Physicians are revenue generators. According to a Merritt Hawkins survey, a primary care physician generates an average of $1.4 million per year in revenue and a specialist an average of more than $1.6 million. If a physician isn’t seeing patients, then your business loses a lot of revenue.
But revenue isn’t the only reason to use a locum tenens physician when your practice is understaffed. Whether the shortage is due to staff turnover, retirement, vacations, family or medical leave, expansion, or seasonal demands, savvy practices build the occasional use of locum tenens into the business plan for many reasons, including to prevent burnout and medical errors.
“We’ve seen busy practices use a locum tenens physician on a part-time basis to see urgent patients – or to free up a doctor to handle those types of needs. We’re also seeing surgeons use locum tenens to provide follow up care while the surgeon keeps doing surgeries,” points out Matt Richards, national accounts executive at Global Medical Staffing. “The additional revenue a locums brings in outweighs the costs. It allows you to pace yourself, so you’ll be happier and more productive, be able to deliver better care, and be able run your practice for the duration of your career.”
Benefits of using locum tenens in your private practice
1. Cover seasonal demands or extend hours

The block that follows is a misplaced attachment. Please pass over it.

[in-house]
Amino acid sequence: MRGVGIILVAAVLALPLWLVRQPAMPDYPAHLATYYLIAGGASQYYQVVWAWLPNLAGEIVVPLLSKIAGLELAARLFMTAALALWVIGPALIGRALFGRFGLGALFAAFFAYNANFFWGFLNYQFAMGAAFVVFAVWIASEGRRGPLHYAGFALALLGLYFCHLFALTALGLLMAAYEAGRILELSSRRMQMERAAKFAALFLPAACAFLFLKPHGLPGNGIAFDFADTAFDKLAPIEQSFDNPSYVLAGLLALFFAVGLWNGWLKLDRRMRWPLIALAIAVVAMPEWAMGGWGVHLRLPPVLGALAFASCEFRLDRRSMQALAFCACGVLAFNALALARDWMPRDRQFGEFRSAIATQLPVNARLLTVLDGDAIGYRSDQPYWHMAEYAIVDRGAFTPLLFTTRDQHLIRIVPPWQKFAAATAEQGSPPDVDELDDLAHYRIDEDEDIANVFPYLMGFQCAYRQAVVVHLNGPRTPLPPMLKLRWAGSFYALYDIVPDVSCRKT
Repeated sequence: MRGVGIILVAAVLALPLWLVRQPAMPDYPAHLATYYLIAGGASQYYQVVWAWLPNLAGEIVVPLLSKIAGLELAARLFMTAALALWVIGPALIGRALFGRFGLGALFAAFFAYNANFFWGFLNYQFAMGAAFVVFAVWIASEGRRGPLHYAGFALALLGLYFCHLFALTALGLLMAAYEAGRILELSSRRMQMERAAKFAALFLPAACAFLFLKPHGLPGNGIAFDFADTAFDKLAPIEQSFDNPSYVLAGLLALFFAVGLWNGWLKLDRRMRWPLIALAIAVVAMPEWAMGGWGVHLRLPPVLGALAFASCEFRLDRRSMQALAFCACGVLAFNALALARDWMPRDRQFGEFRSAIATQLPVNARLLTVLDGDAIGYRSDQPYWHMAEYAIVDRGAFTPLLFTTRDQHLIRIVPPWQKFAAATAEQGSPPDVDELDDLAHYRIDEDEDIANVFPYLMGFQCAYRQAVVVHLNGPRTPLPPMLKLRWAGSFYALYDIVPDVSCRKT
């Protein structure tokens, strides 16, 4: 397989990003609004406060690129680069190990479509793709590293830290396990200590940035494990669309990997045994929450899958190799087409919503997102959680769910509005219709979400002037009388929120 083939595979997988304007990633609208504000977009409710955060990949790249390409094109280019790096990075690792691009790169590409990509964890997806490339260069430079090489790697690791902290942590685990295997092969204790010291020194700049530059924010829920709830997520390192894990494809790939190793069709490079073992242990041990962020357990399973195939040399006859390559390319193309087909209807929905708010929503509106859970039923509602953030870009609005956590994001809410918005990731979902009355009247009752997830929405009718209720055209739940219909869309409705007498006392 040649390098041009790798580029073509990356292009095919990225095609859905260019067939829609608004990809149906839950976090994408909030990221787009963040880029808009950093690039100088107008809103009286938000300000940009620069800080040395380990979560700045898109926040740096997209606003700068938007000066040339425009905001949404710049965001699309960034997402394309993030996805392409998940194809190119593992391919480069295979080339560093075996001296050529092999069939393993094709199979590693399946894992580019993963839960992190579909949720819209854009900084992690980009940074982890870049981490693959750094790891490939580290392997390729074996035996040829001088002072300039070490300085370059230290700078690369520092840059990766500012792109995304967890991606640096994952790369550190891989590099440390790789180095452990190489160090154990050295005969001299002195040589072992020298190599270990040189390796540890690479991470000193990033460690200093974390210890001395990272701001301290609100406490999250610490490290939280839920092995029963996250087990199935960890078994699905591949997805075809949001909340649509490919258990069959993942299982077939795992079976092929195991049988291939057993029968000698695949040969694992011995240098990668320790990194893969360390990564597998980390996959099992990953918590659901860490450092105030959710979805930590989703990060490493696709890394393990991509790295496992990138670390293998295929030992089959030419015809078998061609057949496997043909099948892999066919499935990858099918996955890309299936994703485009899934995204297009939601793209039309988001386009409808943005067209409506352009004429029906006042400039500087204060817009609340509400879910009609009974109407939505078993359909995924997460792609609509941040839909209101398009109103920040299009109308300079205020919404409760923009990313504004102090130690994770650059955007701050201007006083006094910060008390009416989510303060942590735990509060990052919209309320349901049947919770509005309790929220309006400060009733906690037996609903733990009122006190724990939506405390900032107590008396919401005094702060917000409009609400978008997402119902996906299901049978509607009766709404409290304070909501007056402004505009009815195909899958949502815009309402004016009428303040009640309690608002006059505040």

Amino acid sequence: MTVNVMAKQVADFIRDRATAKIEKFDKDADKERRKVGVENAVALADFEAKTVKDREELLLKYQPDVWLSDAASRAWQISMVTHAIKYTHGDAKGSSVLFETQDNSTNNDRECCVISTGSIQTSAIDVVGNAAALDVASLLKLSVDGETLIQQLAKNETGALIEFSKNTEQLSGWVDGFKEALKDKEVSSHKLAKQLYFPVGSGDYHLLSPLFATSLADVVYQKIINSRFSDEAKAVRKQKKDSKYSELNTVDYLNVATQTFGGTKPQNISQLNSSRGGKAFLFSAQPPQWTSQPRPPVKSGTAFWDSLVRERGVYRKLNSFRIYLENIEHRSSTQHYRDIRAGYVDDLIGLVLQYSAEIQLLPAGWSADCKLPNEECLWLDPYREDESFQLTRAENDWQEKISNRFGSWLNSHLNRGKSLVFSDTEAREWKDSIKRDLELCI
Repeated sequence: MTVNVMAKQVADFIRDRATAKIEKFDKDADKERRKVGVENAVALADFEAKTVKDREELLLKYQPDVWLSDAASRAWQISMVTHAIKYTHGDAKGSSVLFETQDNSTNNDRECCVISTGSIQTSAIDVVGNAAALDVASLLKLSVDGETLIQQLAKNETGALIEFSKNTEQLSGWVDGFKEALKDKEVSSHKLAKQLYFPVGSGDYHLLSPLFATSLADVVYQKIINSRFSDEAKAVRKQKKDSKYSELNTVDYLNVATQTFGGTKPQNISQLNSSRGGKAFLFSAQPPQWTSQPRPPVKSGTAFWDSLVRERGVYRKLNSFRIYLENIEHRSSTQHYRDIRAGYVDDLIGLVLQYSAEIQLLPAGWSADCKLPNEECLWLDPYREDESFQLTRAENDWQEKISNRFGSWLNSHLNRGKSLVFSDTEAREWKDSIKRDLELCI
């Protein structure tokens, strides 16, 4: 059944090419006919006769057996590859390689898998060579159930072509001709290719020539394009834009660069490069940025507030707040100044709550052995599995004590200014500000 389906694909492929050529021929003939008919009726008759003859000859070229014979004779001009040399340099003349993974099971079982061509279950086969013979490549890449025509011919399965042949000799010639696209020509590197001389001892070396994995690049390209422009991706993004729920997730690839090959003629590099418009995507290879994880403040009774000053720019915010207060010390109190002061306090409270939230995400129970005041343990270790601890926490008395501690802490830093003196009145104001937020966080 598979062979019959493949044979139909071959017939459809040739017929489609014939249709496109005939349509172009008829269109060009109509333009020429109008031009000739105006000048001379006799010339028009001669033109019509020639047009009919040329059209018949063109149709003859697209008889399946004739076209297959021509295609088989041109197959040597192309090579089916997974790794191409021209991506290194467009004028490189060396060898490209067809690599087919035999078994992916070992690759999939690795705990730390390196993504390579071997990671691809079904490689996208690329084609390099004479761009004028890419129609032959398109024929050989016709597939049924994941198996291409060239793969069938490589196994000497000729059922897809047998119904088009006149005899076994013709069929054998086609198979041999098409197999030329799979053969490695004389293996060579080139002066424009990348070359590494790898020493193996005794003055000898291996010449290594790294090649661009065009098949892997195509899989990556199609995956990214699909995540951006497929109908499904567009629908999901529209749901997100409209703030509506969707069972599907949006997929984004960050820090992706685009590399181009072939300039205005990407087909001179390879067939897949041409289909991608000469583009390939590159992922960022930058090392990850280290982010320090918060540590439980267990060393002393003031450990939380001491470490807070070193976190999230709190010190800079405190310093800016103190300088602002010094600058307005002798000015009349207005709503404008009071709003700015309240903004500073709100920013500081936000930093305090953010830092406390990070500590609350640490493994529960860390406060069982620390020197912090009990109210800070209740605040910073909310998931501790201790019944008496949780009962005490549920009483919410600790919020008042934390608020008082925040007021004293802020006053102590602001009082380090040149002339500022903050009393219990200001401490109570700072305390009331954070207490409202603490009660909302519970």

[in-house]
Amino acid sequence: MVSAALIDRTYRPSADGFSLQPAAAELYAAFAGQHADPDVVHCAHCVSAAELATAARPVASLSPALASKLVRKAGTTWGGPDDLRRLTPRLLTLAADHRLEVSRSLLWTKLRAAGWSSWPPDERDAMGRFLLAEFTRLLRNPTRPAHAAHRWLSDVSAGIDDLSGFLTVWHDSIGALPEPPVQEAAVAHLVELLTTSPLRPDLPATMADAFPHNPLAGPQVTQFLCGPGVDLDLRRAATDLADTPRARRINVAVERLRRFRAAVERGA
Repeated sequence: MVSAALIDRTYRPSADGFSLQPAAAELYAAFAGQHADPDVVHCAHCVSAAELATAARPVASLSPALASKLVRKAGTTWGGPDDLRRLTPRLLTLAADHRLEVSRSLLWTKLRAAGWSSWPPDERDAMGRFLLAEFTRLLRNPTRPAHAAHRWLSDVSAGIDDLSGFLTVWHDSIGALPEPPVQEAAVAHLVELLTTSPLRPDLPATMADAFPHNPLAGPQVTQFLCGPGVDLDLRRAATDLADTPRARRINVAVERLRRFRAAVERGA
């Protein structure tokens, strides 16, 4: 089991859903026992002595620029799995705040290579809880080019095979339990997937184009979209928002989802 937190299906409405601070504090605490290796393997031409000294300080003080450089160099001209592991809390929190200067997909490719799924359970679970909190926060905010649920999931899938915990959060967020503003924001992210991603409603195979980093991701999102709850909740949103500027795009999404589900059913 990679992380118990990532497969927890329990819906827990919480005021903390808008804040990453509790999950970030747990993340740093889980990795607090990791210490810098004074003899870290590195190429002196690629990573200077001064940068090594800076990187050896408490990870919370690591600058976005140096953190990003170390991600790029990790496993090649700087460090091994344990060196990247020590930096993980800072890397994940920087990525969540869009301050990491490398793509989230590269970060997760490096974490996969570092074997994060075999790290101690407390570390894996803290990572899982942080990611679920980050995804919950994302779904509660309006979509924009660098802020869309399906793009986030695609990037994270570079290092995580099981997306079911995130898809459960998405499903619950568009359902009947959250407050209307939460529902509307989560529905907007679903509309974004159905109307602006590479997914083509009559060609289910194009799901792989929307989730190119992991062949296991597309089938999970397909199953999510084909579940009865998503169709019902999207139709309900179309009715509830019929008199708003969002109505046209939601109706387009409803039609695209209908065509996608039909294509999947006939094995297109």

Eighty percent of today’s physicians feel overextended or are at capacity already, with no time to see additional patients. This makes it nearly impossible for most private practices to take on the added patients that might come in seasonally – for back-to-school sports physicals, tourist patients in the area during peak times, during the flu season, or other times that your unique practice gets busier. However, in order to retain your patients, you need to be able to cover seasonal spikes.
Another way some private practices are retaining and attracting new patients is by extending office hours once or twice a week to accommodate patients’ schedules. Bringing in a locum tenens even part-time can help you cover this seasonal inflow or offer additional hours – with the added revenue more than paying for the locums.
2. Gain work-life balance
Today’s younger physicians want a healthier lifestyle. Occasionally using a locums can allow you to cater to this desire in order to retain your physicians.